Fancy head-up displays used to be reserved for luxury cars, but the technology is trickling down to more affordable offerings.
You may have seen automakers like Audi and BMW advertising their head-up displays, but did you know they’re available on several vehicles priced under $30,000? The technology has been around for decades now through the aftermarket, but now automakers are equipping their cars from the factory to make it easier for drivers to keep their eyes on the road.
Here are a few affordable cars that offer head-up displays either as standard, as part of a package, or a standalone option.
Chevrolet offers various models with head up displays, but the most affordable is the Camaro. The sports car actually offered a head-up display starting with the fifth-generation model and has improved on the technology ever since. Other Chevy cars that have a head-up display include the SS, Corvette, Tahoe, and Suburban, but none of those are particularly affordable.
Honda currently offers a head-up display on the Clarity only, but that’s only available as a lease. The Japanese automaker, however, is adding the technology on the all-new 2018 Honda Accord that is launching this fall. Pricing has been announced yet, but the head-up display will be available on all Accord models according to a preliminary specification sheet.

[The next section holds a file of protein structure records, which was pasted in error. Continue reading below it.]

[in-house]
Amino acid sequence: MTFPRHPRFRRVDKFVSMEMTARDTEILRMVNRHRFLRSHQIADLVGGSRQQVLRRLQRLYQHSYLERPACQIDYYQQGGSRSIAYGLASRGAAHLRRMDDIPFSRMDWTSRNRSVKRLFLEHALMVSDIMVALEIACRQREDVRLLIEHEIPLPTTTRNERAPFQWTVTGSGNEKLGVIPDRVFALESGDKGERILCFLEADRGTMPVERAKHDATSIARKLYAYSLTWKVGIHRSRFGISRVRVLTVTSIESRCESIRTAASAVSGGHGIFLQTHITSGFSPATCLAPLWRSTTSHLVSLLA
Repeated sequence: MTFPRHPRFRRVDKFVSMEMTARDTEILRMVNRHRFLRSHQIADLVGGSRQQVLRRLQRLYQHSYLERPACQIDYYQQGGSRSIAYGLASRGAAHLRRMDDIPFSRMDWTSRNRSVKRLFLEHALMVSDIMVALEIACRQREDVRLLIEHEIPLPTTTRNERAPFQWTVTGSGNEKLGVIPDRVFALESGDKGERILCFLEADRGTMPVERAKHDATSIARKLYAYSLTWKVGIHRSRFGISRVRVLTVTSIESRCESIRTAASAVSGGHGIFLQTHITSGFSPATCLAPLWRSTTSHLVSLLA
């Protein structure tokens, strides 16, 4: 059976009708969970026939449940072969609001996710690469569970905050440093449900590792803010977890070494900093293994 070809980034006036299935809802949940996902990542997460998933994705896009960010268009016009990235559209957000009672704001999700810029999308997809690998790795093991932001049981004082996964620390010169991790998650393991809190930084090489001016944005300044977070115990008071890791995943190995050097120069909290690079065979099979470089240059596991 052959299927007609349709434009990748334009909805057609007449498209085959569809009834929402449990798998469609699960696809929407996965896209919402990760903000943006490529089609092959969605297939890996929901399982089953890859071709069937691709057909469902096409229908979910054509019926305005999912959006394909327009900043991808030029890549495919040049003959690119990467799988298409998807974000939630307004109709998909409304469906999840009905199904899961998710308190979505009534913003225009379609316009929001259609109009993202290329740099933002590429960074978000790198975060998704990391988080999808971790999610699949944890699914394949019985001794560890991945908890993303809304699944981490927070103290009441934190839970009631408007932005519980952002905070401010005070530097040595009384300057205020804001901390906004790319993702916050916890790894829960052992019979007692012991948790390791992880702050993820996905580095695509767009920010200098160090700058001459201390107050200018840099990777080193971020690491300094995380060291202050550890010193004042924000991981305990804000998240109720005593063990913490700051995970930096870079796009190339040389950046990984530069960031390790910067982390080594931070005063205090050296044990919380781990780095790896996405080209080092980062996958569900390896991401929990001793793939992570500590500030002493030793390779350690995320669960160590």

Mazda calls its head-up display an “Active Driving Display,” and is available on several models including the Mazda3, Mazda6, CX-3, CX-5, and CX-9. Not all of those fall under the $30,000 affordable price point, but most of them do. Mazda’s Active Driving Display is actually mounted in front of the windshield and over the gauge cluster and was recently updated for the 2017 model year. The 2017 Mazda CX-9 uses a traditional windshield projection.
MINI’s head-up display is available on its Hatch and Countryman models and displays a variety of information including speed, navigation, and entertainment system info. The full-color display rises from the dash with a push of a button on the MINI Connected console. It costs $500 on the hatch and $750 on the Countryman as a standalone option.
Both the standard Prius and the Prius Prime offer a head-up display, and the technology isn’t particularly new to the Prius family. It’s fairly light in terms of features, but it does display the important stuff including speed, turn-by-turn navigation, and battery. The head-up display is only available on specific trim levels on the Prius and Prius Prime.